Old Yale

Praise the Lord, and pass the ammunition

How Yale and New Haven sent settlers and "Beecher's Bibles" to 1850s Kansas.

Judith Ann Schiff is chief research archivist at the Yale University Library.

National Portrait Gallery

National Portrait Gallery

Henry Ward Beecher (right), son of Lyman Beecher (center) and brother of Harriet Beecher Stowe (left), inspired a group of antislavery New Haven residents to go to Kansas. View full image

In 1916, Yale celebrated the 200th anniversary of its removal from Saybrook to New Haven with a grand pageant at the Yale Bowl, reenacting scenes from town and gown history. One scene, titled “The Kansas Volunteers,” told the story of the college and the town sending antislavery settlers and arms to Kansas in 1856. One of the leaders of that effort had been the famous preacher Henry Ward Beecher, whose family had deep ties to Yale and New Haven.

During the winter prior to the settling of the New Haven Colony in 1638, an advance party, including John Beecher, had camped on the site to protect the settlers’ claim. Beecher died of exposure before the rest of the founders arrived from Boston. Widow Beecher became the town midwife.

The first Beecher to attend Yale was Lyman Beecher, Class of 1797 (1775–1863), the son of a New Haven blacksmith. Rated as one of the most effective preachers of righteousness in the first half of the nineteenth century, he was the father of Henry Ward Beecher.

Lyman’s son Edward graduated from Yale in 1822, his son George in 1828; his eldest son, William, received an honorary MA degree from Yale in 1833. Three daughters won national and international fame: educator Catherine Beecher; suffragist and social activist Isabella Beecher Hooker, and author Harriet Beecher Stowe. Although Henry Ward Beecher did not go to Yale—he graduated from Amherst in 1834—he lectured at the Divinity School for several years via the lectureship established by his father. (The Beecher family papers are in Manuscripts and Archives at the Yale Library.)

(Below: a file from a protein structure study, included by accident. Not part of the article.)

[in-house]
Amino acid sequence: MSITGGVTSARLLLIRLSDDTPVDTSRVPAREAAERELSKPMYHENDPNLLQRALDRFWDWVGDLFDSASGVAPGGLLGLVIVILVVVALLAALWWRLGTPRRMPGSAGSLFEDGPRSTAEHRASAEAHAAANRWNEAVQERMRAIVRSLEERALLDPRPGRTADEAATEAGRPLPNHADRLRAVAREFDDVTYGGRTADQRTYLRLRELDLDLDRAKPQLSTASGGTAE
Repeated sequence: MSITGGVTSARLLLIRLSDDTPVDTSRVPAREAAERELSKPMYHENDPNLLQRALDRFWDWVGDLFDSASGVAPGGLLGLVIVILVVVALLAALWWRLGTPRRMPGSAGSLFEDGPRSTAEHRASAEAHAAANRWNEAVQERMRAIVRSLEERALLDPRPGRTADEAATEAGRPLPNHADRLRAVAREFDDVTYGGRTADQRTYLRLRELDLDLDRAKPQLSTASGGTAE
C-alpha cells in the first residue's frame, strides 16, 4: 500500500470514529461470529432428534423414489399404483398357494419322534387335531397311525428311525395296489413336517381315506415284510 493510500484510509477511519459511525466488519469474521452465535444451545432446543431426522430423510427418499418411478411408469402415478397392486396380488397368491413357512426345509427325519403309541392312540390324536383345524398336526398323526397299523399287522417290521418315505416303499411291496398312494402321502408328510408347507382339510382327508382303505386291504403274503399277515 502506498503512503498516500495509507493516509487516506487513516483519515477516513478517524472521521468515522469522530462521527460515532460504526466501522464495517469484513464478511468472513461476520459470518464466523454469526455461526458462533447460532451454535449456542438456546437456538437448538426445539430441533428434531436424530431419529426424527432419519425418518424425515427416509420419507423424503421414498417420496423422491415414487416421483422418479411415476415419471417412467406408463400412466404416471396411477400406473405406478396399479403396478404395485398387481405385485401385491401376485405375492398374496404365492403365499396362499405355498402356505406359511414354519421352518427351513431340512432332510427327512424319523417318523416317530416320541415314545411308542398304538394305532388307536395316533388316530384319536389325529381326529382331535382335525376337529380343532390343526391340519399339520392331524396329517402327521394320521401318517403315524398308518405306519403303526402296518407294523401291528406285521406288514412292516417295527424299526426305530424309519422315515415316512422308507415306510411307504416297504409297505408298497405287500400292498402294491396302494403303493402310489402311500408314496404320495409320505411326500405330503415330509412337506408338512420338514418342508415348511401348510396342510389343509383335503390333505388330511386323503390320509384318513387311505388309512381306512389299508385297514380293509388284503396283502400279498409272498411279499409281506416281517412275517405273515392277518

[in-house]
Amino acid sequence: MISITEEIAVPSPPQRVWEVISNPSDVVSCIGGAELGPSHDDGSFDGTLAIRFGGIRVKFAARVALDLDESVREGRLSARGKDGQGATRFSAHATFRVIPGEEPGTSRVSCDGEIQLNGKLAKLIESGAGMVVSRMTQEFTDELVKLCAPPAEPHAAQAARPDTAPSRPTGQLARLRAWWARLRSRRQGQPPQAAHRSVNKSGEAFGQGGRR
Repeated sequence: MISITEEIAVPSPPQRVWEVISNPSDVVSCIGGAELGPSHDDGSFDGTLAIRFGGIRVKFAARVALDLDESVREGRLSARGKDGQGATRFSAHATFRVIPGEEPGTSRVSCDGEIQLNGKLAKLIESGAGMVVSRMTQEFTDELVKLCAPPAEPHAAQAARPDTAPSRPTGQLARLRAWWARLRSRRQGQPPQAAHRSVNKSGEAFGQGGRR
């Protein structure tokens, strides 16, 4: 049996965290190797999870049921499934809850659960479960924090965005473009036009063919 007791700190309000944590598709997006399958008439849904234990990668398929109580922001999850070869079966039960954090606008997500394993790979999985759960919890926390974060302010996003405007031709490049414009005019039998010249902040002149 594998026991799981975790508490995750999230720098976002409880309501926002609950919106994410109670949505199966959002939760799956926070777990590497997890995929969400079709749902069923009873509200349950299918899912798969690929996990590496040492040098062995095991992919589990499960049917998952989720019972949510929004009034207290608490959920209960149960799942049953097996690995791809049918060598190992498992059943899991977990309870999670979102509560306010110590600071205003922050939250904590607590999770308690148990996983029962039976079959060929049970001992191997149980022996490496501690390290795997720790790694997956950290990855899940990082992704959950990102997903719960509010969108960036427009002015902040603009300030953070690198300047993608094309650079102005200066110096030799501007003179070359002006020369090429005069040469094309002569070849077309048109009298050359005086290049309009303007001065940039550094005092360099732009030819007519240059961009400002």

From his position as pastor of Plymouth Church in Brooklyn, New York, Henry Ward Beecher would become the most famous preacher in America. Although an adultery scandal and trial in the 1870s later tarred his reputation, in the 1850s he was well known not just for his preaching, but also for his impassioned opposition to slavery.

After the Kansas-Nebraska Act made possible the expansion of slavery into those territories, there was a rush into Kansas by both proslavery and antislavery forces to populate the territory and influence the establishment of a government there. Beecher supported arming the colonists. He raised funds to send Sharps rifles to abolitionist forces, telling the New York Tribune in February 1856 that the weapons would do more good than “a hundred Bibles.” As a result, the Sharps rifle became known as a “Beecher’s Bible.” (Another reason for the nickname may have been that the cases in which the rifles were shipped were often marked “Books” or “Bibles,” to conceal the identity of the contents from proslavery men and from the federal and state authorities who had forbidden the shipping of arms to the region.)

At the same time, a company of colonists for Kansas was recruited in New Haven. On March 20, Beecher addressed a benefit meeting for these volunteers at United Church on the Green. Upwards of a thousand dollars was raised for the use of the company. Finding that the emigrants were unarmed, Beecher, Yale professor Benjamin Silliman, and others asked for pledges to furnish 50 Sharps rifles. Yale senior Ira Dunlap and junior Moses Tyler offered to raise $25 for a rifle from members of each class. The pastor of the church, Samuel Dutton ’33, presented a Bible and a rifle to Charles B. Lines, one of his deacons, who was among the volunteers.

Not everyone shared their enthusiasm. The Democratic-leaning New Haven Register published severe criticism of the company, and some Southern members of the junior class objected to the pledge of a rifle in the class’s name.  

The colonists left for Kansas on March 31. They settled in Waubansee, Kansas Territory, in time to see the worst of the violence that gripped the territory before it became the free state of Kansas in 1861. Some of the New Haven colonists spent the rest of their lives in Waubansee, where the historic Beecher Bible and Rifle Church still stands.   

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